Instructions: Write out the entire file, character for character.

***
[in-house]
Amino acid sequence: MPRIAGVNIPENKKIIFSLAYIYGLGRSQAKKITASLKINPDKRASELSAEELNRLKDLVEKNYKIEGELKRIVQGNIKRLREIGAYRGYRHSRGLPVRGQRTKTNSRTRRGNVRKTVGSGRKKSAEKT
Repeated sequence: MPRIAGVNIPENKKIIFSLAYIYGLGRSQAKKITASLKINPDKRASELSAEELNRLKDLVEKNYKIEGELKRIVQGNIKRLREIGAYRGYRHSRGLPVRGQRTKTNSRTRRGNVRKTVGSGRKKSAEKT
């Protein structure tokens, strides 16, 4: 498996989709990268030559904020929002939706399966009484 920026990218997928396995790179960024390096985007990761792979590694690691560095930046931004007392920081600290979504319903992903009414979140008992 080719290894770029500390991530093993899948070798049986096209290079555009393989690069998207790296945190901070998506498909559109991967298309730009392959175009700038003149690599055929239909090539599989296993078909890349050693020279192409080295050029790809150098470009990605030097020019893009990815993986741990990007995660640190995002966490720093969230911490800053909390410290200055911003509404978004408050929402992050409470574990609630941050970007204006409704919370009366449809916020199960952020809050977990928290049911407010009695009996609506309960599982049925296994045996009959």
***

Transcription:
[in-house]
Amino acid sequence: MPRIAGVNIPENKKIIFSLAYIYGLGRSQAKKITASLKINPDKRASELSAEELNRLKDLVEKNYKIEGELKRIVQGNIKRLREIGAYRGYRHSRGLPVRGQRTKTNSRTRRGNVRKTVGSGRKKSAEKT
Repeated sequence: MPRIAGVNIPENKKIIFSLAYIYGLGRSQAKKITASLKINPDKRASELSAEELNRLKDLVEKNYKIEGELKRIVQGNIKRLREIGAYRGYRHSRGLPVRGQRTKTNSRTRRGNVRKTVGSGRKKSAEKT
């Protein structure tokens, strides 16, 4: 498996989709990268030559904020929002939706399966009484 920026990218997928396995790179960024390096985007990761792979590694690691560095930046931004007392920081600290979504319903992903009414979140008992 080719290894770029500390991530093993899948070798049986096209290079555009393989690069998207790296945190901070998506498909559109991967298309730009392959175009700038003149690599055929239909090539599989296993078909890349050693020279192409080295050029790809150098470009990605030097020019893009990815993986741990990007995660640190995002966490720093969230911490800053909390410290200055911003509404978004408050929402992050409470574990609630941050970007204006409704919370009366449809916020199960952020809050977990928290049911407010009695009996609506309960599982049925296994045996009959």